Cottonwood's Award-Winning Artist Carl Avery
● By Richard DuPertuis
It's In the Details
Story and Photos by Richard DuPertuis
CARL AVERY was amazed he took first place in the contest. Though the Cottonwood artist had built a solid reputation on what he could do with ink or paint through Carl Avery Studios for six years, this competition was a real stretch from his customer base in Northern California.
“There were 300 entries from 17 countries,” he recalls of the 2012 contest to produce artwork for SATA, maker of high-end spray guns. His prize for the win was a SATAjet 4000. “And they sent a second spray gun, with my design on it,” he adds in a tone of wonder. “They didn’t have to do that.”
Avery turns back to his work, hand-brushing shadow detail into a composition of paint on canvas. Stroking in lines either straight or curved, his hand holds rock steady. This particular piece exemplifies what he calls his style, jagged blocks stacked with hollow cylinders in a way that looks to defy gravity.
“I try to get movement in my art, like it could topple at any moment,” he says. “I like all the different angles and shadows going into it. I like the kinetic energy.”
This piece is among six works scheduled for display in Sacramento at a Native American Heritage Commission dinner. Plenty of others have been drawn to Avery’s artistic energy. Known primarily for his artwork on cars and motorcycles, he also paints murals, such as the ones gracing the walls at both locations of Wilda’s restaurant in Redding.
Wilda’s owner Brett Spears was sold on Avery after seeing his graffiti works. “I wanted to get that look into the restaurants,” he says. “I just let him go wild.” He likes everything Avery has done for him. “Carl was easy to work with,” he says. “And he’s got a great imagination.”
He’s also got great drive. Avery says he is sketching, painting or spraying all the time. “My wife keeps the books for the business,” he says. “She lets me do what I want to do, which is artwork.” He describes a cozy domestic scene, the two of them sitting on the couch together watching TV while he sketches new artistic ideas on a tablet.
He has always been able to split his attention between creating and what is going on around him. “In high school, I started to draw during lectures. They’d call on me to ask what was said and I repeated it back. They let me keep drawing. They knew I wasn’t drawing to goof off, I guess.”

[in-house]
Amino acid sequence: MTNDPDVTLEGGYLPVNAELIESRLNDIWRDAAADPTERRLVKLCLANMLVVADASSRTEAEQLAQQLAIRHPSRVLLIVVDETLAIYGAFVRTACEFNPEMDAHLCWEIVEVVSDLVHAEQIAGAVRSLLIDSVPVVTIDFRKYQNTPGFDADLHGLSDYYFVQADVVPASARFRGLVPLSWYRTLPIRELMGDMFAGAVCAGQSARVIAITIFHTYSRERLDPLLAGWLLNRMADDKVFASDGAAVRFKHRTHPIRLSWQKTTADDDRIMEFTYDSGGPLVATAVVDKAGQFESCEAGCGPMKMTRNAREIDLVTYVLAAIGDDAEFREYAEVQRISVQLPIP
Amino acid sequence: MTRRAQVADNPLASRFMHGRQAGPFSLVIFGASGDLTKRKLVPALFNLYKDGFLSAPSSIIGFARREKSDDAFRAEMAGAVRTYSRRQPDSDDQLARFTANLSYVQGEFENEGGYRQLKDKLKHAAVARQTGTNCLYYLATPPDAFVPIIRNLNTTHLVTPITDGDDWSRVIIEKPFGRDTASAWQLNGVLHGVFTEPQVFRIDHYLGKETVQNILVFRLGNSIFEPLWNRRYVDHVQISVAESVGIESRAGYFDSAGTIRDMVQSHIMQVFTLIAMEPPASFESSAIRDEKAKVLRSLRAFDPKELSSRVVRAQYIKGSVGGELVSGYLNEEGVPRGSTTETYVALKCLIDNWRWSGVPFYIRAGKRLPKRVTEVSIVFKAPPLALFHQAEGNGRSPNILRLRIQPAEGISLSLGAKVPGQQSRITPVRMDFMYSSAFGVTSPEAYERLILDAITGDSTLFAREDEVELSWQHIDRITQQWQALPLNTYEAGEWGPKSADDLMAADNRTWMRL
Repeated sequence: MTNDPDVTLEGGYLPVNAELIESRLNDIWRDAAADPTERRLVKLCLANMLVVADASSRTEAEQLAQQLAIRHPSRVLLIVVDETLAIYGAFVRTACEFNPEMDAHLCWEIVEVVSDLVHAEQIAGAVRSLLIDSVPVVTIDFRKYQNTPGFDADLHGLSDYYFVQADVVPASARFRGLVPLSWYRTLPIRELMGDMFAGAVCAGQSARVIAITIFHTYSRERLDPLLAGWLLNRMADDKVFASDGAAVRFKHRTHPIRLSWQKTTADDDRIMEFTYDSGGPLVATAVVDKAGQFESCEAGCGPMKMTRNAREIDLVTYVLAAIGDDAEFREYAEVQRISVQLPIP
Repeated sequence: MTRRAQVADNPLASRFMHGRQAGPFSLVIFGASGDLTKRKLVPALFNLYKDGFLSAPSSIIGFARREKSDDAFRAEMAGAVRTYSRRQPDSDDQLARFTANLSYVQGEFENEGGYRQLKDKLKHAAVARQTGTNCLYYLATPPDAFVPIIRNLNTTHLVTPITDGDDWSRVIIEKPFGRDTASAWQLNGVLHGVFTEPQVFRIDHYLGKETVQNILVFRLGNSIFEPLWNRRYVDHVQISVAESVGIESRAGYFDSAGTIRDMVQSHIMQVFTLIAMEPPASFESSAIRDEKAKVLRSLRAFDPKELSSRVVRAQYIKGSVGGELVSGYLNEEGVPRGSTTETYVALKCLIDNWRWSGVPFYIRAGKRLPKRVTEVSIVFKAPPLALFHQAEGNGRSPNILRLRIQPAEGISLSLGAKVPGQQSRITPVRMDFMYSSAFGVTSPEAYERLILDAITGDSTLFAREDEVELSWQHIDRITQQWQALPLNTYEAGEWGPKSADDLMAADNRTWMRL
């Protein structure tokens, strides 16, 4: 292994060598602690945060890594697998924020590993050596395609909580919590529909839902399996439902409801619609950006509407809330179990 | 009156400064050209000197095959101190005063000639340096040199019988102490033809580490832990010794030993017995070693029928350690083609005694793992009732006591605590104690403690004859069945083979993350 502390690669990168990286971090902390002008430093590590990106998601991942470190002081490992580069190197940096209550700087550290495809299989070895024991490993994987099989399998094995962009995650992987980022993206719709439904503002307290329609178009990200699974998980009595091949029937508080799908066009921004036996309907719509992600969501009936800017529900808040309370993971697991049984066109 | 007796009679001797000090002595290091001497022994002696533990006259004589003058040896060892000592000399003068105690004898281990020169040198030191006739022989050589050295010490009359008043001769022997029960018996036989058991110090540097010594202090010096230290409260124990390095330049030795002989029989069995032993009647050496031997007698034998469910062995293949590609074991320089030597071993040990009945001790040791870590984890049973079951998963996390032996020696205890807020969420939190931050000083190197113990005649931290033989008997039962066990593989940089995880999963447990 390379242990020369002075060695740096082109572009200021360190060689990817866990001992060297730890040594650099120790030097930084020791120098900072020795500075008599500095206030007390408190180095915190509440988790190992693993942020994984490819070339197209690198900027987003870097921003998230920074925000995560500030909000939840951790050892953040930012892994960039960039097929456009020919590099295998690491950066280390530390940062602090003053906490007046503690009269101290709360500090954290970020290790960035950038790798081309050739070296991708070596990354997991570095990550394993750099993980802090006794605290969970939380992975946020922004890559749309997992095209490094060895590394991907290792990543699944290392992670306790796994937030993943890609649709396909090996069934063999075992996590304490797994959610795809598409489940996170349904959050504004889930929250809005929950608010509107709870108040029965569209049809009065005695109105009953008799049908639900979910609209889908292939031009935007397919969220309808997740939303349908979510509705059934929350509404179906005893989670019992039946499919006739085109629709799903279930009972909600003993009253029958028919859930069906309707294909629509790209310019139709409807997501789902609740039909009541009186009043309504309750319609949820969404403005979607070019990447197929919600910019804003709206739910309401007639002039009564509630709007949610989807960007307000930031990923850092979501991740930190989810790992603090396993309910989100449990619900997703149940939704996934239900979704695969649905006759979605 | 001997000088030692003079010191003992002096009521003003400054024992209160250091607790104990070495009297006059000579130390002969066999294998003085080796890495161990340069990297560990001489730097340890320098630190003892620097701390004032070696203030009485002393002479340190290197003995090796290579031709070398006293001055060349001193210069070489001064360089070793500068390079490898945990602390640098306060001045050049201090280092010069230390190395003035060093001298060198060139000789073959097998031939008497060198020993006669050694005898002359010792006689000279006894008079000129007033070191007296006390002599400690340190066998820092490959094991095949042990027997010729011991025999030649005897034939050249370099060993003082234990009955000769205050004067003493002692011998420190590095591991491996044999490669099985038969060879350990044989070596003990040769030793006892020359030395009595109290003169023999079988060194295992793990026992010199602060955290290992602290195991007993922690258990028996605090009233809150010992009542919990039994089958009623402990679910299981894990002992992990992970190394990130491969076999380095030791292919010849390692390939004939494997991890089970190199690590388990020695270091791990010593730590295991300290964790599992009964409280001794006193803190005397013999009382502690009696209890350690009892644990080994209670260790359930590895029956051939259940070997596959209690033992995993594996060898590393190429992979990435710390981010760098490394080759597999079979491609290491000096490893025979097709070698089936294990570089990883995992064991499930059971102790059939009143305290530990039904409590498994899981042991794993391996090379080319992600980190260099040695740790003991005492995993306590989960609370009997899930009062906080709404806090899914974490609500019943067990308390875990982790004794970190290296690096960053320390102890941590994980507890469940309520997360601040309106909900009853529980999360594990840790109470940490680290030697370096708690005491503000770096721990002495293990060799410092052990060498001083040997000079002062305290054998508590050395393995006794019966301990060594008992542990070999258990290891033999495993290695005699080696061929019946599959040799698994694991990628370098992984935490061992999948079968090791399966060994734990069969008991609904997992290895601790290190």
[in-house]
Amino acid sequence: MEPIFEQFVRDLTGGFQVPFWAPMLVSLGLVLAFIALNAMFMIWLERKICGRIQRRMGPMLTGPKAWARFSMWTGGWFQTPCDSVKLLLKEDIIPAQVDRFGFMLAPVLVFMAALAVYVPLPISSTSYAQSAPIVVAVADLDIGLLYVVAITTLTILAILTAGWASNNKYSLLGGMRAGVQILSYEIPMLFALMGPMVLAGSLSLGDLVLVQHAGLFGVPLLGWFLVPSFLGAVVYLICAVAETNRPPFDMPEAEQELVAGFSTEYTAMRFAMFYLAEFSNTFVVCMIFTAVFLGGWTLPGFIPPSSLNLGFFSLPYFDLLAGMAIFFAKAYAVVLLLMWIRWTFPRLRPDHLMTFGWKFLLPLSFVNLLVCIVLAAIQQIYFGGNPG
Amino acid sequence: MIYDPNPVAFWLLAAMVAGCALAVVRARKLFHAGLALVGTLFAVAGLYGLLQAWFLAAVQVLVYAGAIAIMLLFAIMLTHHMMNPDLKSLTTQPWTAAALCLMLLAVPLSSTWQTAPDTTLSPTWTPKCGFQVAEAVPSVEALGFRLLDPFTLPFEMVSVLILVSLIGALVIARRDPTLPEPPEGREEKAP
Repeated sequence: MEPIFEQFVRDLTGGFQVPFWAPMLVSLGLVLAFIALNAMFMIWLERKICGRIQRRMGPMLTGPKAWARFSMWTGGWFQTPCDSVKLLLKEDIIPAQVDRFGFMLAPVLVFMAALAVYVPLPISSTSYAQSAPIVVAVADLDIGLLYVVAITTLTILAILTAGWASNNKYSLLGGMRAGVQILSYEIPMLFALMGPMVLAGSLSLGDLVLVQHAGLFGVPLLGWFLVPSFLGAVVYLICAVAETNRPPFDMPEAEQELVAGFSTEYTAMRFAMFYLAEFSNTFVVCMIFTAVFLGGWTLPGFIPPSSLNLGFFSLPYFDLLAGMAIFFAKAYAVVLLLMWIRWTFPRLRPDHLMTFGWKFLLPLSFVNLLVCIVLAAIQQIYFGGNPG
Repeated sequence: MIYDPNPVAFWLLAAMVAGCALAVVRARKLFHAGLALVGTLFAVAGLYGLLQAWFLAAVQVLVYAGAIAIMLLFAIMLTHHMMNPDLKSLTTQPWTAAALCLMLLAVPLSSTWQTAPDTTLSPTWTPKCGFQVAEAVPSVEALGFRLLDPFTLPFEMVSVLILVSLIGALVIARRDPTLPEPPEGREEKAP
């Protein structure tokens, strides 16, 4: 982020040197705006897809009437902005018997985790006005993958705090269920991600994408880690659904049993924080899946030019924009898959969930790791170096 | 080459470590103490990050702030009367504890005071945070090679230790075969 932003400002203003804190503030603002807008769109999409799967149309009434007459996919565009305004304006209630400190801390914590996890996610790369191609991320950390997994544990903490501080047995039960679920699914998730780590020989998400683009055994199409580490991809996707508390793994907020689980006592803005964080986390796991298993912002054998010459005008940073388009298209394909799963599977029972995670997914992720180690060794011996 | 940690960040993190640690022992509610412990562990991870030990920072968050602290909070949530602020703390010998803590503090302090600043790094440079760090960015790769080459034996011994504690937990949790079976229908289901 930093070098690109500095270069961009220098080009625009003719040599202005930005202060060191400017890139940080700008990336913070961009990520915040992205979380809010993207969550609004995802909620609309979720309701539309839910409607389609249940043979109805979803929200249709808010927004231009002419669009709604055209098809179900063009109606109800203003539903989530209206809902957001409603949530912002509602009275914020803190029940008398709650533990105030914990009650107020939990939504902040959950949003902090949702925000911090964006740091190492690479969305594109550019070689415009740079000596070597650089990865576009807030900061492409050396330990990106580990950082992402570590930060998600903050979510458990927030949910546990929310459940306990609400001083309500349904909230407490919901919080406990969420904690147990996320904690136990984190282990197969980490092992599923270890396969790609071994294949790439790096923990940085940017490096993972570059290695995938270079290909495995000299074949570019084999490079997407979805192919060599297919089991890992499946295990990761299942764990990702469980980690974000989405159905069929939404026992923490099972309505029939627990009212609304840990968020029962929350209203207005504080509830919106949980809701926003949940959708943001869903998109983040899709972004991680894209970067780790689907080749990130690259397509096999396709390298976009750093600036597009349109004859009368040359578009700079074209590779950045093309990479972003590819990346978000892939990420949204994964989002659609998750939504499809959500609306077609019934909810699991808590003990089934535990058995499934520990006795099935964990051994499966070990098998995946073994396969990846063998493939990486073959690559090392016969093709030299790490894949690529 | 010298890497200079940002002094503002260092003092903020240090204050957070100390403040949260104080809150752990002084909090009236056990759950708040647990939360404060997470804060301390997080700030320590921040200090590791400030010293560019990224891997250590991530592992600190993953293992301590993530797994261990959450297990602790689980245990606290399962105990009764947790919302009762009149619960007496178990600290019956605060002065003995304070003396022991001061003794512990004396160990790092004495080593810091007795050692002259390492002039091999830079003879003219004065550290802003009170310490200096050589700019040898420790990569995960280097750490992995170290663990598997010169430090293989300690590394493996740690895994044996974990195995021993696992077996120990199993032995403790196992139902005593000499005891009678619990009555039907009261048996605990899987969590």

But that didn’t mean his art had no impact on his education. “There were times when I was supposed to be doing homework, but I wasn’t doing it,” he says. “I was drawing. I really don’t know if I’ve had a time in my life when I didn’t have a pen or a pencil in my hand.”
While growing up on the Yurok Reservation, Avery got tired of the style of his ancestors and added his own, taking two-dimensional symbols to 3-D. He does give his heritage some credit for what he calls his obsession with art. “I think it’s inbred,” he says, “from the basket weaving and the bow making.”
His family nourished his growing talent. “My dad bought me an airbrush when I was 13,” he recalls. “He said, ‘Here, play with this. You’re going to be good at it.’”
After graduating high school, Avery came to Redding to enroll at Shasta College, pursuing mainly his love of basketball. He majored in business management, but he never finished college because he found something better. “I got a job answering phones in a paint shop,” he recounts. “On weekends I hung out with the painters. That’s where I learned the craft.”
Eric Carbin, owner of Flawless Automotive Design, worked with Avery for eight years. “I’d pick the colors,” he says, “and he’d go to work and bring the design to life. I just watched him.” Carbin adds with a laugh, “From then to now, I’ve seen a 5,000% increase in his talent.”
Car by car, motorcycle by motorcycle, Avery builds his reputation. He gets new work through word of mouth, with a little help from Facebook and Instagram, and is now seeing recognition from the professional world, which recently culminated in an invitation to the Specialty Equipment Manufacturing Association show, described as the world’s premier automotive specialty products trade event.
“I’ll be a demonstration artist,” he says, which involves painting live before a highly select audience. “It was the spray gun contest that got me there,” he says with a smile. •
Carl Avery Studios